Longtime readers will quickly notice a difference when they pull the September/October issue out of their mailbox or off the newsstand shelf: the absence of a rider on the cover. This departure from a well-loved formula comes as we launch a three-part series in print on the batttle for trail access around the country. It's a complicated issue, and one writer Devon O'Neil spent the better part of last year researching, flying to California, Montana and Massachusetts to interview subjects and dig into the meat of the matter in several local communities. The goal wasn't to rehash big-picture controversies like bike bans on Wilderness land, but to investigate how trail closures and restrictions affect every-day riders on the ground in average local communities. The series starts in Northern California, specifically Marin County, an area widely considered to be the birthplace of mountain biking, but also one of the most unfriendly places to ride in the country.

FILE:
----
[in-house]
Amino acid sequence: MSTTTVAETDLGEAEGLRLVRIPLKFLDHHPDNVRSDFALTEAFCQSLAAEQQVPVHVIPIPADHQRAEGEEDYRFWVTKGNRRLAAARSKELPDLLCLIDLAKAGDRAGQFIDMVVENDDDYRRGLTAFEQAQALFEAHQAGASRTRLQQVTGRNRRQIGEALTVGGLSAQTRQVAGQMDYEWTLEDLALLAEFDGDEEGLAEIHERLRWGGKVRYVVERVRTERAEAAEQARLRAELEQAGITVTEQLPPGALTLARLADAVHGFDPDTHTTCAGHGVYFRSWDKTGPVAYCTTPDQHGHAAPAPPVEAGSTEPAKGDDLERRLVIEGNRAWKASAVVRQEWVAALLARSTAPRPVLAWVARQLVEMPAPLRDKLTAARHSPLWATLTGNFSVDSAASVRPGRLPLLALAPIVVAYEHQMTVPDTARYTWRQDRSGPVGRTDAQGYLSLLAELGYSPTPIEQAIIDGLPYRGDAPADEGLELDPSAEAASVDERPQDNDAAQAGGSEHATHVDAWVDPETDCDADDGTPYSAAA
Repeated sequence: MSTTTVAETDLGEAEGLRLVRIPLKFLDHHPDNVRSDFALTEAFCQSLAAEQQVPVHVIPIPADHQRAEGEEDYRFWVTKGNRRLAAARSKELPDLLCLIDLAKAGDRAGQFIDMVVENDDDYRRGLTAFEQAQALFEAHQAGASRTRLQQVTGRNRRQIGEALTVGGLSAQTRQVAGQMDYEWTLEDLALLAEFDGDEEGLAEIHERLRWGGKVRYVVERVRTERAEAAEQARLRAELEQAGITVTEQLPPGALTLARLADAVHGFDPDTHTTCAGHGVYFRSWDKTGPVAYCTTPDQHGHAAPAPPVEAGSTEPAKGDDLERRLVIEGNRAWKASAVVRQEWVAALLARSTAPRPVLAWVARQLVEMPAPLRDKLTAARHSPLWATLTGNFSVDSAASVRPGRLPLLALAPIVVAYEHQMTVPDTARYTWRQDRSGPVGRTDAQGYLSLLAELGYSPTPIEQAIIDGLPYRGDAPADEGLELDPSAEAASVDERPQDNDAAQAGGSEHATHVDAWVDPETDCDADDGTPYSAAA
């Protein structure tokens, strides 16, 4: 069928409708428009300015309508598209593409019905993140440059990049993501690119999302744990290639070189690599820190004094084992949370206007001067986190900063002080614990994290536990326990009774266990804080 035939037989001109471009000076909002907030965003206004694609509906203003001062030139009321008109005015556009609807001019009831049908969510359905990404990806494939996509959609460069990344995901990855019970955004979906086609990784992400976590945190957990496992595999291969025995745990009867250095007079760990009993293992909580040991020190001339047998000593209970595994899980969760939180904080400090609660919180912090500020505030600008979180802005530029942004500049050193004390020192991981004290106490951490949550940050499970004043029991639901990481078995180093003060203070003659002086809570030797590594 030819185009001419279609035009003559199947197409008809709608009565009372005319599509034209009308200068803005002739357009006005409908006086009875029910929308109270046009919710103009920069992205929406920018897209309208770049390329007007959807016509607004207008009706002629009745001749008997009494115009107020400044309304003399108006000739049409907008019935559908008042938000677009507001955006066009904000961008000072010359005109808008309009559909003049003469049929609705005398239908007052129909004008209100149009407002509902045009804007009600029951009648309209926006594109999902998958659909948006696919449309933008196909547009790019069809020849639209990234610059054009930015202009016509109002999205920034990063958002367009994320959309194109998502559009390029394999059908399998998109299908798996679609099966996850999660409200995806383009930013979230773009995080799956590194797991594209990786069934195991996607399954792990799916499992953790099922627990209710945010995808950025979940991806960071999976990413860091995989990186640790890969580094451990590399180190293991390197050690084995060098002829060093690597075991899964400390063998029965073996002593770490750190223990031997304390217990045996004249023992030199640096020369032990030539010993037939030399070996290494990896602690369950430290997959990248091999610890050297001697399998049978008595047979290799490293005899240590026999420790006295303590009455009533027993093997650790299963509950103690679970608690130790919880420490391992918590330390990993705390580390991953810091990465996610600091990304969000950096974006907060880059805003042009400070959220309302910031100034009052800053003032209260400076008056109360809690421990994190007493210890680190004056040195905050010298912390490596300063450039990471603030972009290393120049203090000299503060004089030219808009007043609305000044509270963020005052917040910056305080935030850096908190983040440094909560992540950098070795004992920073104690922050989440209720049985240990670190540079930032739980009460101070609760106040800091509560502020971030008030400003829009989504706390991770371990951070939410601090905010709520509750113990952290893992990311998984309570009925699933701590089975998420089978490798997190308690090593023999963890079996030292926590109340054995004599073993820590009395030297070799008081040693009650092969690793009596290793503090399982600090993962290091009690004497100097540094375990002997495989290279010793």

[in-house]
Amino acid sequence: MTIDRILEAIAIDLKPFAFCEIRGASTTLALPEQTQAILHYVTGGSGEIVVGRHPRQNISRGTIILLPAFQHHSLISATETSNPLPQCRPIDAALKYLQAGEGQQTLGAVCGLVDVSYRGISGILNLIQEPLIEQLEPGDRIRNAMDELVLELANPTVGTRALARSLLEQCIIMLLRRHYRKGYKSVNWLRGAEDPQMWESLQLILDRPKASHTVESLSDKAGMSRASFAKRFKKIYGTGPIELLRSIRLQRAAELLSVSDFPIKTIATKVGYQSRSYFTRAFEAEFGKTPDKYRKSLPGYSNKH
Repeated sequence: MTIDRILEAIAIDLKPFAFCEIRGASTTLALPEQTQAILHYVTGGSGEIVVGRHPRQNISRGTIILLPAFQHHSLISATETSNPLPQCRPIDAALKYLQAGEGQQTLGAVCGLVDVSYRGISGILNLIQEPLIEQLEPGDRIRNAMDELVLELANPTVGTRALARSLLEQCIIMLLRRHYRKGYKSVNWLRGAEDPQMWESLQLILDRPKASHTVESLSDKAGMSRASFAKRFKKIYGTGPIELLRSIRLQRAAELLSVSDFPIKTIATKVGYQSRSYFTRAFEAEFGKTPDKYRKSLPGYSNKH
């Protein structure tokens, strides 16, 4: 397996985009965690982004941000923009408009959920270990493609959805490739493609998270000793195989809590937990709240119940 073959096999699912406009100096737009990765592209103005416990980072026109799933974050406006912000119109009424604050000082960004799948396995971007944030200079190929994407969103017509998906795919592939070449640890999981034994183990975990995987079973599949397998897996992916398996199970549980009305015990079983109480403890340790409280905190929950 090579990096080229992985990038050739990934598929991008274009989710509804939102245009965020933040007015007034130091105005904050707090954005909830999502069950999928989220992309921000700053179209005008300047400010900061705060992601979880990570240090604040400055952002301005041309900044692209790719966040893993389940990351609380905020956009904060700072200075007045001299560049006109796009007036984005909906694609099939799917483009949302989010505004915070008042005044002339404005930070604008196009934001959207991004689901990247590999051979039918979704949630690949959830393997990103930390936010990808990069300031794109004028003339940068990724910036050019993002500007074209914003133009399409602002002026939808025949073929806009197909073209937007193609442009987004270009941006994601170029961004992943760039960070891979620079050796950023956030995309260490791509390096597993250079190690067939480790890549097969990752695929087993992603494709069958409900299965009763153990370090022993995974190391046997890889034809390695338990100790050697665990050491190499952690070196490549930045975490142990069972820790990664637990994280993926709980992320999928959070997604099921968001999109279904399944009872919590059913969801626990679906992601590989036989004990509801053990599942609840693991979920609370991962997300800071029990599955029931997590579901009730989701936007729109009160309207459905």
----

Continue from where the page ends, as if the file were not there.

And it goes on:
And that's just the start. There's so much packed into this issue that it will be sitting on the back of your toilet for months. Subscribe HERE.

Also you don't want to miss this fascinating read on Simon Bosman, a Sedona, Arizona, local who rides harrowing lines on the area's famous red rock, constantly pushing both his physical and mental limits on a bike, the reasons for which can be traced to his unique upbringing in South Africa.
And we go to Eastern Oregon to discover the state's newest singletrack frontier, the trails of which can easily match the quality of Oakridge or Bend.
In the gear section, our testers tackle weigh in on the Ellsworth Evolution Convert, the new Rocky Mountain Altitude and the Cannondale Trigger. Plus, for the tech-inclined, the Apple Watch 2 and Garmin Fenix 3 go head-to-head to see which performs better in the backcountry.